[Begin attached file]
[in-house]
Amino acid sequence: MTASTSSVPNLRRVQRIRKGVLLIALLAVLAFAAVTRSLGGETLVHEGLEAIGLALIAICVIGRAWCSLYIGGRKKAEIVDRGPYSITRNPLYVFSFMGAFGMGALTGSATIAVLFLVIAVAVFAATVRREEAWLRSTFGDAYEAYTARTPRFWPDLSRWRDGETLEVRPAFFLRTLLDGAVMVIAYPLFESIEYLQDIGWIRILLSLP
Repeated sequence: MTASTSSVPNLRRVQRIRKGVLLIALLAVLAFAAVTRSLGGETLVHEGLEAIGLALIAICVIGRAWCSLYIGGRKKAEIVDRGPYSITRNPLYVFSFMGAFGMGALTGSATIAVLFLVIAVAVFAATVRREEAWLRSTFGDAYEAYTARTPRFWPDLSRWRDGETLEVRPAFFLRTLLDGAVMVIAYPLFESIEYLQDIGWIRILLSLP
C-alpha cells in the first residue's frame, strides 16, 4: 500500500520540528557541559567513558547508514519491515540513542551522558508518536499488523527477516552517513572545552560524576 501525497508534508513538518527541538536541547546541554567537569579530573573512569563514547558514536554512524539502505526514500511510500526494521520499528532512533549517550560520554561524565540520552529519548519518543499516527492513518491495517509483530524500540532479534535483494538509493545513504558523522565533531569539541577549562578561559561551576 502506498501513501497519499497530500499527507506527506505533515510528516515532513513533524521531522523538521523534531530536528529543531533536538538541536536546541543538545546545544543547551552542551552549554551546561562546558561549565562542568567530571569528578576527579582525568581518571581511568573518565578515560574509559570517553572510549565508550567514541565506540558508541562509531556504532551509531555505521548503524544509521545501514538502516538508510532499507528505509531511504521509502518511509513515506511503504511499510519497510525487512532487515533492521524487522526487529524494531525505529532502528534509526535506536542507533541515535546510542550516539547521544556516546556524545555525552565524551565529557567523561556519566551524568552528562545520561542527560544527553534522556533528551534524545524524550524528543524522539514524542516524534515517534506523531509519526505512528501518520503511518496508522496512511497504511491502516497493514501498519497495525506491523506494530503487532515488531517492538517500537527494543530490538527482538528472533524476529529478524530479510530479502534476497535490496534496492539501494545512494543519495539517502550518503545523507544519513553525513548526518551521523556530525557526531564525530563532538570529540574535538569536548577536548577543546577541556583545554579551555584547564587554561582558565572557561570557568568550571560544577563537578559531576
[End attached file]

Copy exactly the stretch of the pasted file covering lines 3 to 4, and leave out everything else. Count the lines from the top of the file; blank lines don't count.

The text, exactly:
Repeated sequence: MTASTSSVPNLRRVQRIRKGVLLIALLAVLAFAAVTRSLGGETLVHEGLEAIGLALIAICVIGRAWCSLYIGGRKKAEIVDRGPYSITRNPLYVFSFMGAFGMGALTGSATIAVLFLVIAVAVFAATVRREEAWLRSTFGDAYEAYTARTPRFWPDLSRWRDGETLEVRPAFFLRTLLDGAVMVIAYPLFESIEYLQDIGWIRILLSLP
C-alpha cells in the first residue's frame, strides 16, 4: 500500500520540528557541559567513558547508514519491515540513542551522558508518536499488523527477516552517513572545552560524576 501525497508534508513538518527541538536541547546541554567537569579530573573512569563514547558514536554512524539502505526514500511510500526494521520499528532512533549517550560520554561524565540520552529519548519518543499516527492513518491495517509483530524500540532479534535483494538509493545513504558523522565533531569539541577549562578561559561551576 502506498501513501497519499497530500499527507506527506505533515510528516515532513513533524521531522523538521523534531530536528529543531533536538538541536536546541543538545546545544543547551552542551552549554551546561562546558561549565562542568567530571569528578576527579582525568581518571581511568573518565578515560574509559570517553572510549565508550567514541565506540558508541562509531556504532551509531555505521548503524544509521545501514538502516538508510532499507528505509531511504521509502518511509513515506511503504511499510519497510525487512532487515533492521524487522526487529524494531525505529532502528534509526535506536542507533541515535546510542550516539547521544556516546556524545555525552565524551565529557567523561556519566551524568552528562545520561542527560544527553534522556533528551534524545524524550524528543524522539514524542516524534515517534506523531509519526505512528501518520503511518496508522496512511497504511491502516497493514501498519497495525506491523506494530503487532515488531517492538517500537527494543530490538527482538528472533524476529529478524530479510530479502534476497535490496534496492539501494545512494543519495539517502550518503545523507544519513553525513548526518551521523556530525557526531564525530563532538570529540574535538569536548577536548577543546577541556583545554579551555584547564587554561582558565572557561570557568568550571560544577563537578559531576